Strategic Improvisation in Turbulent Times: The Role of Information Systems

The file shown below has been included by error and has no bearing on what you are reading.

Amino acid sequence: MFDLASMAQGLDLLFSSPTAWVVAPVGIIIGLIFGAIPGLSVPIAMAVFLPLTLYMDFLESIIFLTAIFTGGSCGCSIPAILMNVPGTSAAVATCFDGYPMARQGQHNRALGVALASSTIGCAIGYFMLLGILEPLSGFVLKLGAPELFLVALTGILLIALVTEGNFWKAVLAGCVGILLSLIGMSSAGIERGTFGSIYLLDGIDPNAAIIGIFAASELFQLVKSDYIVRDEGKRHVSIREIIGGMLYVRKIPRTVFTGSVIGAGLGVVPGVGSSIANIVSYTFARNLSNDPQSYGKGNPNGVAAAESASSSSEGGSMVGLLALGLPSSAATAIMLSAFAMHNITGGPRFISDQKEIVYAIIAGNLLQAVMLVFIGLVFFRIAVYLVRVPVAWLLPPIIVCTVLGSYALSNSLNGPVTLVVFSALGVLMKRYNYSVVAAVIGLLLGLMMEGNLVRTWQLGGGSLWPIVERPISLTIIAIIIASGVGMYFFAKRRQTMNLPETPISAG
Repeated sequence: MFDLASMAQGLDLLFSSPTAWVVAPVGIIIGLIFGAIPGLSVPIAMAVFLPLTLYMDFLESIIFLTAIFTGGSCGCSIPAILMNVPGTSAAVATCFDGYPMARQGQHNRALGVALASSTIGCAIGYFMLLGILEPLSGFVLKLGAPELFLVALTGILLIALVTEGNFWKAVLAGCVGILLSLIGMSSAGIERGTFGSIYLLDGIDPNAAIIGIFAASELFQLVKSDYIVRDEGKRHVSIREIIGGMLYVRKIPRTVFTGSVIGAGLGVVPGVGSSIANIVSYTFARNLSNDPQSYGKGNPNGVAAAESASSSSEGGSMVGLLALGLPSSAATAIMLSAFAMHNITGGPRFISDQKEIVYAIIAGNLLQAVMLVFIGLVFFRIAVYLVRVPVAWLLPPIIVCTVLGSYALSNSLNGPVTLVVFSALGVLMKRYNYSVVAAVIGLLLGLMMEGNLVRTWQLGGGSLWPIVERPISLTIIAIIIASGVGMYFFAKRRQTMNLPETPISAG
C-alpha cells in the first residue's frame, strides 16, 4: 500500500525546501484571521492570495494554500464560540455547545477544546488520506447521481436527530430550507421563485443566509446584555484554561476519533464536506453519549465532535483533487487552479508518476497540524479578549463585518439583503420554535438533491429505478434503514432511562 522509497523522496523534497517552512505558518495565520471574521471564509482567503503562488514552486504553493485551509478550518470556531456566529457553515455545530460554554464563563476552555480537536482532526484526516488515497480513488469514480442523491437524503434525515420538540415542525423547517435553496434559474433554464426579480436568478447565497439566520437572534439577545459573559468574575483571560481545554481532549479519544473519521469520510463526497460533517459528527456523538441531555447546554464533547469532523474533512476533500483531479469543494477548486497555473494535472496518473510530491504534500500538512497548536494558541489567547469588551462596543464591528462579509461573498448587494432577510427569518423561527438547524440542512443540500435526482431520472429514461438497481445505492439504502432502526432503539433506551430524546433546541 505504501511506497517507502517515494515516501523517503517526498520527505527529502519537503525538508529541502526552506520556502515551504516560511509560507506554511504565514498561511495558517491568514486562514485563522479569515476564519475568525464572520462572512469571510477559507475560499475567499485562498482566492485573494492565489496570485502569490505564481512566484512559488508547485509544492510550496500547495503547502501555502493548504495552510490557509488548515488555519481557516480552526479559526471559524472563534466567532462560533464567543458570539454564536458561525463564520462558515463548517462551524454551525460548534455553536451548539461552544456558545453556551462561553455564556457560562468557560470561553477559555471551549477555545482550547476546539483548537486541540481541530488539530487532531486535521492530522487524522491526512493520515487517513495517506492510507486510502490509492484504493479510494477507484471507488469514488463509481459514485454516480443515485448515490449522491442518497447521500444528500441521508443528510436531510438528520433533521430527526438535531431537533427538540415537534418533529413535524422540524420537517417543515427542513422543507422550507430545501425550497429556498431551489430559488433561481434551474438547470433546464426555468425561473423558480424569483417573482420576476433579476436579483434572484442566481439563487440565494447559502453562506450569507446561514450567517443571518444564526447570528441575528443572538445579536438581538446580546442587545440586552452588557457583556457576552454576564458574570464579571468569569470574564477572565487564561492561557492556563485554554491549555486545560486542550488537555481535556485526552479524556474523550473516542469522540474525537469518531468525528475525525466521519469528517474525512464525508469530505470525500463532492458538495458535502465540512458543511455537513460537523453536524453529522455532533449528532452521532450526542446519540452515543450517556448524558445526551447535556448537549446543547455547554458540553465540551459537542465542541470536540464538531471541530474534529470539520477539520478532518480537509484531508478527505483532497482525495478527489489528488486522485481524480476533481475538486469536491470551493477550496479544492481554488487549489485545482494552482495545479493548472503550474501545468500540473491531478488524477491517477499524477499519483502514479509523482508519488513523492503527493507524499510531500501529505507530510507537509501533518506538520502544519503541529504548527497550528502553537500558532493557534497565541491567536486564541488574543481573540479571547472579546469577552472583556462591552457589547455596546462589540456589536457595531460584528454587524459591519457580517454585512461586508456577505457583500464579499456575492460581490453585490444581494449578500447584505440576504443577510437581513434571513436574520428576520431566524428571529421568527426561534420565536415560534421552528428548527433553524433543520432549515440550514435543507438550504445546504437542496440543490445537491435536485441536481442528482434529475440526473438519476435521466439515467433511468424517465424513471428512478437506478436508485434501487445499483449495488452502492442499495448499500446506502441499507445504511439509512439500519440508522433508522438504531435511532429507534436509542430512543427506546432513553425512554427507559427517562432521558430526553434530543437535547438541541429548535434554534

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To remain competitive in today’s highly dynamic environments, organizations often need to act rapidly. To deal with urgent issues, top managers have to rapidly assess and act upon opportunities and threats. Strategic improvisation, a dynamic capability defined as top managers’ ability to spontaneously and creatively integrate, build, and reconfigure internal and external resources and capabilities to address unpredictable and rapidly changing strategic opportunities and threats, may positively impact organizational processes and overall performance. Additionally, information systems (IS) may facilitate strategic improvisation. For senior managers, the effective use of IS may enable the detection of new opportunities and threats, while facilitating the exploitation of existing knowledge to address them. Using the dynamic capabilities perspective, this research addresses three research questions: 1) To what extent do IS and technology enable effective strategic improvisation? 2) How do organizational, information and knowledge factors influence strategic improvisation? 3) What are the specific effects of strategic improvisation on organizational outcomes? The research proceeded in two main phases. First, case studies were conducted in two highly dynamic industries, software and consulting. Top managers from four medium-sized Canadian organizations were interviewed, and interview transcripts analyzed and coded. The second phase of the project was a survey, with data collected from 143 top managers in 100 medium-sized Canadian organizations. Results were analyzed using two methods, structural equation modeling and crisp set qualitative comparative analysis. This study benefits both research and practice. It contributes to the literature on IT impact by establishing the role played by two IT capabilities, IT infrastructure flexibility and information management/knowledge management (IM/KM) capability in enabling strategic improvisation, as well as the moderating role of IS/IT strategy, especially innovative IS/IT strategy. This research benefits the improvisation research by studying improvisation at the top management level and demonstrating its impact on product/service flexibility, process flexibility and organizational learning. Findings also suggest that there are many ways to achieve strategic improvisation, through various configurations of organizational memory, IM/KM capability and IT infrastructure flexibility. Last, this research provides managers with practical recommendations on the most effective ways to develop a strategic improvisation capability.